Rebekah said it was easy for a 13-year-old to get involved in Pro-Ana sites. What started as a...

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I kind of kind of caught up in all that whole sort of pro-anorexia circle, and it was only until, only when I guess, ‘cos you know the whole internet was a big thing and it was easily accessible and for a 13 year old girl it’s really you know, it’s so, when you’re on the internet and you come across it it’s like, “Oh okay.” And someone that’s already struggling with their, with their body and their weight and body image issues, it’s like, “Okay well I can do this, I can do that,” and so that became a real big issue for me. 
 
But I got out of that while I was fifteen, even though I still, ‘cos I kind of realised well, whoa that’s a problem, I can’t, this, you know it’s not right, it’s kind of, it’s disturbing. But my eating disorder was still going on and it was, I just wasn’t involved in it anymore and, now it’s just like, I can’t, just can’t even believe that I was actually ever involved in that sort of situation.
 
I did, I just had to leave because I think it became, you know, from what sort of started as sort of like a support system, kind of ended in like a competition between girls, and posting their weight, their calorie intake, so it was so extremely... and I thought, “Well I can’t hack this. I’m not here for, not here for competition, I’m not here to know what your weight is,” I wanted support. So...
 
Do you remember at the time, how did you feel about their comments or reading other people’s posts? Do you remember what you felt?
 
Well, Ashamed. I felt, ‘cos I remember, you know, I would post, say, “I’ve had X-amount of calories today” and they’d be like, “Well that’s a bit too high.” So I was like, really ashamed of myself. And then say other people’s posts were quite, you know they would post what they’d eaten or what they were planning to do, and then the girls like cheering them on, and it was all like, “Whoa,” I kind of found that really disturbing, ‘cos I felt well, you know people with eating disorders they’re kind of like a slow, you know, you slowly are killing yourself, and these girls or boys even, and they’re like cheering you on, they’re telling you to do it and it’s, it I couldn’t like, I didn’t understand that concept. So, and then I realised well, this isn’t right, this really isn’t a place where I want to be involved with. So I had to, I just thought, well I need to delete this account, I need to, I can’t have any more involvement with this because it’s negative, it’s affect, it’s not good for me and if I want to get better then I need to leave.”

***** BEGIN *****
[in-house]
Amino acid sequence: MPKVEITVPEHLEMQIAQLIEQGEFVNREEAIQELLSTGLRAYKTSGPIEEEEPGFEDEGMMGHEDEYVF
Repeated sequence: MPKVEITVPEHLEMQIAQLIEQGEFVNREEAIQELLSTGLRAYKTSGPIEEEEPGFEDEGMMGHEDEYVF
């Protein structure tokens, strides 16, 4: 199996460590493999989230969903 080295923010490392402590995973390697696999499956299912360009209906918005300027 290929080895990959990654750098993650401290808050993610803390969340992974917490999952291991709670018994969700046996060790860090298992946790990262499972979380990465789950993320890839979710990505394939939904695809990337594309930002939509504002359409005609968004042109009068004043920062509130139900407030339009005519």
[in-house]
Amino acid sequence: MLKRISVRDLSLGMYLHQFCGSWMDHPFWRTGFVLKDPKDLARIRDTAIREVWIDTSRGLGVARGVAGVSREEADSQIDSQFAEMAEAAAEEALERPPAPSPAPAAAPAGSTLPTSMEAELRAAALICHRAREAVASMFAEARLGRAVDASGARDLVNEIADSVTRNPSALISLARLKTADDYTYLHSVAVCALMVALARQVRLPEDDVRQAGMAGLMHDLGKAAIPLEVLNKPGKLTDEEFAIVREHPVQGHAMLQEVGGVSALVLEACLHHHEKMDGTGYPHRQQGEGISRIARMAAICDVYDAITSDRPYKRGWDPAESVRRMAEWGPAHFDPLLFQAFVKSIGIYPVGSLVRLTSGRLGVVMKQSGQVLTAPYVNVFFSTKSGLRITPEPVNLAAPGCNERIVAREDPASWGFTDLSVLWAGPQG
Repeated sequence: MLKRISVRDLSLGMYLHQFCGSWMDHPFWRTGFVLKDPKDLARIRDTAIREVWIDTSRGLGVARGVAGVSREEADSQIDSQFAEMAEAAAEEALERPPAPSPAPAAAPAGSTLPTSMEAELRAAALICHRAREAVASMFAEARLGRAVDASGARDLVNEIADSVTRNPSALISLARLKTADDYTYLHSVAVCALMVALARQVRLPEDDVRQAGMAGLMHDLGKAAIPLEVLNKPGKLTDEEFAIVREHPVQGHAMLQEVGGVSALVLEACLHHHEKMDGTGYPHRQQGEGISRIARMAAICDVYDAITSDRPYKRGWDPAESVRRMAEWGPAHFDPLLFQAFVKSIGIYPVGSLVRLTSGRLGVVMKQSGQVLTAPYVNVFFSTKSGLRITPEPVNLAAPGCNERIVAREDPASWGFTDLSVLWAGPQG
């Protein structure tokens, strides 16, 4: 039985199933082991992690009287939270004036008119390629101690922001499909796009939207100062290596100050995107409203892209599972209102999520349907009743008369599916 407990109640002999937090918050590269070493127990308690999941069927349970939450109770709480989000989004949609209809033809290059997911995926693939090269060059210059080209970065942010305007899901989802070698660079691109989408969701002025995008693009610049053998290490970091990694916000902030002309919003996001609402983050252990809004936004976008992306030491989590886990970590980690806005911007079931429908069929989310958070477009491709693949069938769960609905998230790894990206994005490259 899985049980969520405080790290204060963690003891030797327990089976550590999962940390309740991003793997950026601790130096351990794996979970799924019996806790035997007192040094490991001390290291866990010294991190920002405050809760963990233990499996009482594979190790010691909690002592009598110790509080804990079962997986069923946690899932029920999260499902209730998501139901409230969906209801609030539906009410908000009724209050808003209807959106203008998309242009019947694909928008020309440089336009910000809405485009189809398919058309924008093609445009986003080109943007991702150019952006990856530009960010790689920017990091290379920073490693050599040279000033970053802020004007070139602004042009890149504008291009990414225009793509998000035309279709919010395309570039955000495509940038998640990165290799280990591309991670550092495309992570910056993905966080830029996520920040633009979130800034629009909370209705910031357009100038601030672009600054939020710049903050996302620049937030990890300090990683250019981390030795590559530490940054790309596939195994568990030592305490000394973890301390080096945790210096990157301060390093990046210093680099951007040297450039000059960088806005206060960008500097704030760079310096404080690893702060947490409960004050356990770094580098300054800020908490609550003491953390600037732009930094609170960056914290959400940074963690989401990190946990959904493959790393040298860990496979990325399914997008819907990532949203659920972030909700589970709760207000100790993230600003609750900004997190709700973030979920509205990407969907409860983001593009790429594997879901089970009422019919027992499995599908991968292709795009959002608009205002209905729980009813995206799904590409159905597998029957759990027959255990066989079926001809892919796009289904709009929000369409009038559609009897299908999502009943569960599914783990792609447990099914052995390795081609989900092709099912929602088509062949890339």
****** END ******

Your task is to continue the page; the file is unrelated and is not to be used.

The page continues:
When Rebekah was ill with anorexia nervosa there was much more help available than when she tried...

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But what I realised with bulimia was that, you know when I was ill with anorexia you know, they all sort of, like they, oh there was so much more help available, and when I was trying to get help for bulimia it just wasn’t any sort of availability, there wasn’t any services, there weren’t any resources, there wasn’t nothing, and so I found it really like angry and frustrated like. You know I’m, I may seem okay but really I’m struggling. 
 
And I just think there should be something for people that are suffering with bulimia, because it is kind of hard to break that cycle of the whole binging and purging, and I know if you’ve not got the support at home, and you’ve not got anyone you know sitting you down with meals and afterwards, it can be quite hard to not do it, so I think even if like some sort of outpatients sort of help, like you know go for your meals or, but I don’t, if there isn’t, well not where I live there isn’t, I’m not sure about the rest of the country.
 
 

Rebekah worked on her body-image in workshops and by building her self-confidence. Restoring a...

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Even now it’s hard, like look in the mirror because I find it really difficult but I’ve worked on that with like my whole body-image and workshops so I guess and I think, like that was in , when I was in hospital they do, they have like body-image workshops, creative and self-esteem and mindfulness. And I think it was really great, especially when you’re just, like your weight’s restoring and it’s getting to that healthy weight, and you’re feeling like really great about yourself.

 

As Rebekah started to get better, she told her friends about her bulimia. Everyone was really...

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I started to get like leave, so I was allowed home for weekends, and I was going out with my friends and I started like reconnecting with everybody and, I got back into the social sort of circle, and I broke it to like, I told my friends what had happened, where I’d been, and they were like extremely shocked and they were like, they were, they were just basically just a bit frustrated that I didn’t come to them. And I guess it’s because I just felt, well they’re not going to take me seriously. They’re gonna think I’m a bit of a head case because of like, you know, it’s a mental health condition and people, I just thought they would just see me as a bit crazy.
 
But they were really supportive when, you know, some of them came to see me whilst I was in hospital so that, and I think seeing like, when your family and your friends come to see you and support you it’s like, it’s really good because it just makes you just wanna just continue with getting better and just recovering.